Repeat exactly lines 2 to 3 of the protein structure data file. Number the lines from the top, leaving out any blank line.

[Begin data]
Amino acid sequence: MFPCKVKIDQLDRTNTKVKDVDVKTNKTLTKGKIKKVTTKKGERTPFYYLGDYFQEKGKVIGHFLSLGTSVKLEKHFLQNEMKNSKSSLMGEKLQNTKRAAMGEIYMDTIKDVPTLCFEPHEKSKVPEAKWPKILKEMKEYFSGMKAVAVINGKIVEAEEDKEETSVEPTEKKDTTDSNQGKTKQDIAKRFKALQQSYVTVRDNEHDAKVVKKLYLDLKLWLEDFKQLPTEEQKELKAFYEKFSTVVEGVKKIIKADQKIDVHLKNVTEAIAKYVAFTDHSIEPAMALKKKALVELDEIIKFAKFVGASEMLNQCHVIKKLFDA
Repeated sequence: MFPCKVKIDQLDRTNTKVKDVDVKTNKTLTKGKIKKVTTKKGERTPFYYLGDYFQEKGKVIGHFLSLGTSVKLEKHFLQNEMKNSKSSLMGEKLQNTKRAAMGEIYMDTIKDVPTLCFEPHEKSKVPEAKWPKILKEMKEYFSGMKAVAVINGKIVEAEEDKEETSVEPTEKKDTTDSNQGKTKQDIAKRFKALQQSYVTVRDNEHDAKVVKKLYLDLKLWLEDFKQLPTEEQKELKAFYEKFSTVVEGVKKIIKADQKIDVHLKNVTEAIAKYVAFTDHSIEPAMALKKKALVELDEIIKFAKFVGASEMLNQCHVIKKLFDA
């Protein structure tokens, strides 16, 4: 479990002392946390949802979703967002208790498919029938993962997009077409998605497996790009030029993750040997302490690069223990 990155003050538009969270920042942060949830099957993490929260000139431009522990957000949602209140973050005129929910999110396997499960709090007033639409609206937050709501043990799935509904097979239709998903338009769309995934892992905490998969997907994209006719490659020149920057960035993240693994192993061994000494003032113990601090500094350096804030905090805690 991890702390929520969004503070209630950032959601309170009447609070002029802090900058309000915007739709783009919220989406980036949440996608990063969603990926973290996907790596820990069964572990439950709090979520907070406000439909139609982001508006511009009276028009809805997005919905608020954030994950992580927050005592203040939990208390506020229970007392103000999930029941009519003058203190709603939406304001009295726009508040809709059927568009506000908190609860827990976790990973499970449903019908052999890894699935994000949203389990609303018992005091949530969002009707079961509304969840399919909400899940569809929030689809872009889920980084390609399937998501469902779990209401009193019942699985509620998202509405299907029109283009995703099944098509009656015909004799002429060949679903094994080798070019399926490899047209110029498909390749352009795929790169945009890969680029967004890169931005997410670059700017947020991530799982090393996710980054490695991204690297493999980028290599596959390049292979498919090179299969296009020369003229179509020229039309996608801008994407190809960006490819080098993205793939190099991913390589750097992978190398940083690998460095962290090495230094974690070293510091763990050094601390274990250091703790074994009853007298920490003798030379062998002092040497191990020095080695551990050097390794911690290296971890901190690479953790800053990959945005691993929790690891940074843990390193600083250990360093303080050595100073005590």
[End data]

Repeated sequence: MFPCKVKIDQLDRTNTKVKDVDVKTNKTLTKGKIKKVTTKKGERTPFYYLGDYFQEKGKVIGHFLSLGTSVKLEKHFLQNEMKNSKSSLMGEKLQNTKRAAMGEIYMDTIKDVPTLCFEPHEKSKVPEAKWPKILKEMKEYFSGMKAVAVINGKIVEAEEDKEETSVEPTEKKDTTDSNQGKTKQDIAKRFKALQQSYVTVRDNEHDAKVVKKLYLDLKLWLEDFKQLPTEEQKELKAFYEKFSTVVEGVKKIIKADQKIDVHLKNVTEAIAKYVAFTDHSIEPAMALKKKALVELDEIIKFAKFVGASEMLNQCHVIKKLFDA
């Protein structure tokens, strides 16, 4: 479990002392946390949802979703967002208790498919029938993962997009077409998605497996790009030029993750040997302490690069223990 990155003050538009969270920042942060949830099957993490929260000139431009522990957000949602209140973050005129929910999110396997499960709090007033639409609206937050709501043990799935509904097979239709998903338009769309995934892992905490998969997907994209006719490659020149920057960035993240693994192993061994000494003032113990601090500094350096804030905090805690 991890702390929520969004503070209630950032959601309170009447609070002029802090900058309000915007739709783009919220989406980036949440996608990063969603990926973290996907790596820990069964572990439950709090979520907070406000439909139609982001508006511009009276028009809805997005919905608020954030994950992580927050005592203040939990208390506020229970007392103000999930029941009519003058203190709603939406304001009295726009508040809709059927568009506000908190609860827990976790990973499970449903019908052999890894699935994000949203389990609303018992005091949530969002009707079961509304969840399919909400899940569809929030689809872009889920980084390609399937998501469902779990209401009193019942699985509620998202509405299907029109283009995703099944098509009656015909004799002429060949679903094994080798070019399926490899047209110029498909390749352009795929790169945009890969680029967004890169931005997410670059700017947020991530799982090393996710980054490695991204690297493999980028290599596959390049292979498919090179299969296009020369003229179509020229039309996608801008994407190809960006490819080098993205793939190099991913390589750097992978190398940083690998460095962290090495230094974690070293510091763990050094601390274990250091703790074994009853007298920490003798030379062998002092040497191990020095080695551990050097390794911690290296971890901190690479953790800053990959945005691993929790690891940074843990390193600083250990360093303080050595100073005590």